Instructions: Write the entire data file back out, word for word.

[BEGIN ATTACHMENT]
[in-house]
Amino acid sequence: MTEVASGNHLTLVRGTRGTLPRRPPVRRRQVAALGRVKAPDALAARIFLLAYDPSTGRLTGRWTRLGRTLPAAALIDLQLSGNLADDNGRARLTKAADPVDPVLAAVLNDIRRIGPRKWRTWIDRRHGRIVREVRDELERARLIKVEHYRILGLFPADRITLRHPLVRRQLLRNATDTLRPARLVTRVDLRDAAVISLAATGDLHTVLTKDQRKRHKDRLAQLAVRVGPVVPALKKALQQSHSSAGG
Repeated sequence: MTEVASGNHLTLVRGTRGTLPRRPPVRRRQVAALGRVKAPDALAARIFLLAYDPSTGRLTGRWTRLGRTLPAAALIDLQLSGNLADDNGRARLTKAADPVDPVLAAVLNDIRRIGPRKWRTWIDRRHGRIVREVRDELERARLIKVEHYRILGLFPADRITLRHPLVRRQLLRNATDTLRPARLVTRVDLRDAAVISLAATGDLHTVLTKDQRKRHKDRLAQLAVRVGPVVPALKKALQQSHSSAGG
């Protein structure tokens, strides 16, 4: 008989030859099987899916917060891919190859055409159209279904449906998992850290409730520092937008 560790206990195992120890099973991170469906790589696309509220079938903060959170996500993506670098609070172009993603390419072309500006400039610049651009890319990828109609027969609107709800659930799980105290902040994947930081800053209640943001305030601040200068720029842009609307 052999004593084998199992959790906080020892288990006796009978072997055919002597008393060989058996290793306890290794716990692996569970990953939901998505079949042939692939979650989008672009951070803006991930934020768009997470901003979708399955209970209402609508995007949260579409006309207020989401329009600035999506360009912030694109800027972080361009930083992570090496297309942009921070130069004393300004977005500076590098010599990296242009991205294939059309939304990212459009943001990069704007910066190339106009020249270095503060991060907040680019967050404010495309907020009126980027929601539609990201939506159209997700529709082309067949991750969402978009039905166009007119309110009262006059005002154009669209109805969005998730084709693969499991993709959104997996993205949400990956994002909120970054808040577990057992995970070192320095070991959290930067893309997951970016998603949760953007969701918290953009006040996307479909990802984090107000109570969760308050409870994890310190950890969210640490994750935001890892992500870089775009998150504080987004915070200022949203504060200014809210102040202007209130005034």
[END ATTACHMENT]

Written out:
[in-house]
Amino acid sequence: MTEVASGNHLTLVRGTRGTLPRRPPVRRRQVAALGRVKAPDALAARIFLLAYDPSTGRLTGRWTRLGRTLPAAALIDLQLSGNLADDNGRARLTKAADPVDPVLAAVLNDIRRIGPRKWRTWIDRRHGRIVREVRDELERARLIKVEHYRILGLFPADRITLRHPLVRRQLLRNATDTLRPARLVTRVDLRDAAVISLAATGDLHTVLTKDQRKRHKDRLAQLAVRVGPVVPALKKALQQSHSSAGG
Repeated sequence: MTEVASGNHLTLVRGTRGTLPRRPPVRRRQVAALGRVKAPDALAARIFLLAYDPSTGRLTGRWTRLGRTLPAAALIDLQLSGNLADDNGRARLTKAADPVDPVLAAVLNDIRRIGPRKWRTWIDRRHGRIVREVRDELERARLIKVEHYRILGLFPADRITLRHPLVRRQLLRNATDTLRPARLVTRVDLRDAAVISLAATGDLHTVLTKDQRKRHKDRLAQLAVRVGPVVPALKKALQQSHSSAGG
């Protein structure tokens, strides 16, 4: 008989030859099987899916917060891919190859055409159209279904449906998992850290409730520092937008 560790206990195992120890099973991170469906790589696309509220079938903060959170996500993506670098609070172009993603390419072309500006400039610049651009890319990828109609027969609107709800659930799980105290902040994947930081800053209640943001305030601040200068720029842009609307 052999004593084998199992959790906080020892288990006796009978072997055919002597008393060989058996290793306890290794716990692996569970990953939901998505079949042939692939979650989008672009951070803006991930934020768009997470901003979708399955209970209402609508995007949260579409006309207020989401329009600035999506360009912030694109800027972080361009930083992570090496297309942009921070130069004393300004977005500076590098010599990296242009991205294939059309939304990212459009943001990069704007910066190339106009020249270095503060991060907040680019967050404010495309907020009126980027929601539609990201939506159209997700529709082309067949991750969402978009039905166009007119309110009262006059005002154009669209109805969005998730084709693969499991993709959104997996993205949400990956994002909120970054808040577990057992995970070192320095070991959290930067893309997951970016998603949760953007969701918290953009006040996307479909990802984090107000109570969760308050409870994890310190950890969210640490994750935001890892992500870089775009998150504080987004915070200022949203504060200014809210102040202007209130005034």